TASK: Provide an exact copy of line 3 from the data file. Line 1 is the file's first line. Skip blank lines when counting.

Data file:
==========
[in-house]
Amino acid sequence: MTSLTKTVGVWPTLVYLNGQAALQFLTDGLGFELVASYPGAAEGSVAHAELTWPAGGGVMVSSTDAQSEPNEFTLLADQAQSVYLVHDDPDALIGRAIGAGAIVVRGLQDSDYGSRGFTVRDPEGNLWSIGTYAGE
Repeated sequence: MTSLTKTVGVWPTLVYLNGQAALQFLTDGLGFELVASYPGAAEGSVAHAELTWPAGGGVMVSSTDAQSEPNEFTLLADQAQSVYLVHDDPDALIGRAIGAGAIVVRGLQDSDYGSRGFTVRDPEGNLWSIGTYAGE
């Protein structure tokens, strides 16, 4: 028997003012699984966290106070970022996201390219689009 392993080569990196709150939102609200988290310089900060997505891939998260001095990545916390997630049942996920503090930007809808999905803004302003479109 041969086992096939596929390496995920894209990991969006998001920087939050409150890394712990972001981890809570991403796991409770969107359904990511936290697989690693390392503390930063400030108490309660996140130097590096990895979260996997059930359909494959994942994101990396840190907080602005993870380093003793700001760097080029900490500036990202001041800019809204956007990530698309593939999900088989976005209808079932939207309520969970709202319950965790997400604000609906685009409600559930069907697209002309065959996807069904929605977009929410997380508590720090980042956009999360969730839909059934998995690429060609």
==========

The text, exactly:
Repeated sequence: MTSLTKTVGVWPTLVYLNGQAALQFLTDGLGFELVASYPGAAEGSVAHAELTWPAGGGVMVSSTDAQSEPNEFTLLADQAQSVYLVHDDPDALIGRAIGAGAIVVRGLQDSDYGSRGFTVRDPEGNLWSIGTYAGE